A 1930's snapshot.
These posts might be a bit more coherent if I actually thought about what I was going to write before writing it. As it was, I just asked Patti Anne what she thought I should write about next, so this is it.
It was either late last year or very early this year that we decided to start selling photographic images. It fits with the kind of stuff I like anyway - visual. However, this is not a decision to be taken likely, eBay tycoons that we are. I don't know how much if any overlap there is between people who collect postcards, and people who collect photographic images. I suspect there is very little overlap.
I'm very familiar with postcards, I'm comfortable with them. I know how to go about pricing them, rating them, and I'm confident that over time they are profitable to sell. I've even developed instincts about what is likely to sell and what is not likely to sell, at least as a class or group. I have none of that confidence in photographs, in fact I'm still learning all the terminology. In short, we are still very much in a learning curve when it comes to these items.
So, when we start plunking down dollars (even if it is just numbers out of a PayPal account) for inventory that is unproven in my experience, instead of putting those dollars toward something that is proven and that I'm quite comfortable with, it's a big deal. It's a risk. It's not a fortune, but it is significant. This money could easily be lost. But, the hope is that the investment in photographic images will pay off with consistent sales, hopefully at a bit higher prices that postcards go for, and will diversity our listings. We shall see. Right now, postcards are still king for us.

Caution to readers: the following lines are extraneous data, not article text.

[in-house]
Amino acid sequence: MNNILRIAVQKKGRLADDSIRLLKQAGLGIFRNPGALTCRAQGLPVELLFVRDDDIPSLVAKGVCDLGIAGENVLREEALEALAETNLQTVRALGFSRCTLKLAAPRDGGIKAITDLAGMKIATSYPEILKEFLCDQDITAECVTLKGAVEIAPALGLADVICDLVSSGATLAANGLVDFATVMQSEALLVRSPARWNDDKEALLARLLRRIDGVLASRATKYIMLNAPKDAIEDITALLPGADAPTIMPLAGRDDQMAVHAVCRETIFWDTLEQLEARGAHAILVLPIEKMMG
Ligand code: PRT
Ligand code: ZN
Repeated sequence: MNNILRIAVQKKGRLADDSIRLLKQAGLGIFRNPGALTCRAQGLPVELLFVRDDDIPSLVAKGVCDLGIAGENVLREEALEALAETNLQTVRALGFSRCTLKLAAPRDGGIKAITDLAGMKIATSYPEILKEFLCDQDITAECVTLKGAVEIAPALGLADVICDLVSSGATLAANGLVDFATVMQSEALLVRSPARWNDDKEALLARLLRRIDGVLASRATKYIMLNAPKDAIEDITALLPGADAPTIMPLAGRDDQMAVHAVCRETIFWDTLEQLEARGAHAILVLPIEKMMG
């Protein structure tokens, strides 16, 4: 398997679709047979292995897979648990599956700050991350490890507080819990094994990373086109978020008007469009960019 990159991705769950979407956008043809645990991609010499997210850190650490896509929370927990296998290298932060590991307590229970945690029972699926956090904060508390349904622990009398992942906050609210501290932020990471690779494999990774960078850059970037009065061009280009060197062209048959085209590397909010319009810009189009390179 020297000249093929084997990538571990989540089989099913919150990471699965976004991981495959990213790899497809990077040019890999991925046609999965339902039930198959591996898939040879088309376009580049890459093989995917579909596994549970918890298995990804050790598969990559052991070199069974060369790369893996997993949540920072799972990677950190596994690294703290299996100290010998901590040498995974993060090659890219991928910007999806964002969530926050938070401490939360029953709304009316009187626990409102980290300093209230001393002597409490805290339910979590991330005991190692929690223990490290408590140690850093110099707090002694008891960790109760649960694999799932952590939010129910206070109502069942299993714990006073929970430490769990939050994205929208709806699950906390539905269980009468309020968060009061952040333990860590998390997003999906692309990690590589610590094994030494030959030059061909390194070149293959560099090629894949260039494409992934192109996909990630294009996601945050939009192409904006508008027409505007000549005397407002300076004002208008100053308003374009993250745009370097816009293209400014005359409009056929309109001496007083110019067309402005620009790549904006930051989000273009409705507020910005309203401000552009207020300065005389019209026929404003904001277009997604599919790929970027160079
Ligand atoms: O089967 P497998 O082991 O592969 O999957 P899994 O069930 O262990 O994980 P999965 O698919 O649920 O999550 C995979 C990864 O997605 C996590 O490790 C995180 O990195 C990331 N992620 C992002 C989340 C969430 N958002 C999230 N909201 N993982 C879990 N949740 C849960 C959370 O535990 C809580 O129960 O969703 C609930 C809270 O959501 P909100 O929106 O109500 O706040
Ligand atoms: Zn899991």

We've gravitated to these types of photographic images: Cabinet Photos, CDV's and snapshots. We've sold a tintype & even a polaroid, but our major focus has been toward these types of photographs.
Cabinet Photos seem to date from the 1860s to the 1920s. These are decent sized photographs, usually mounted on cardboard, and many times with the photographers information on it. Sometimes people write information about the subject on the backing, but usually not. These are mostly formal, studio pictures.
CDVs are small photographs, also mounted on cardboard. All the ones I've had have been 19th century photos, usually formal studio pictures. CDV is short for cart-de-viste, and I think people traded these.
Snapshots are informal, candid, usually black and white photos, and they start showing up whenever instamatic cameras, 35mm film became popular - from the 1920s-30s on.
Snaphsots are by far my favorite, but they are also by far the type of photographic image I've had the least success with. Ironic, nicht wahr?
So, the next 3 eBay related posts will be about these types of photographs. I suppose.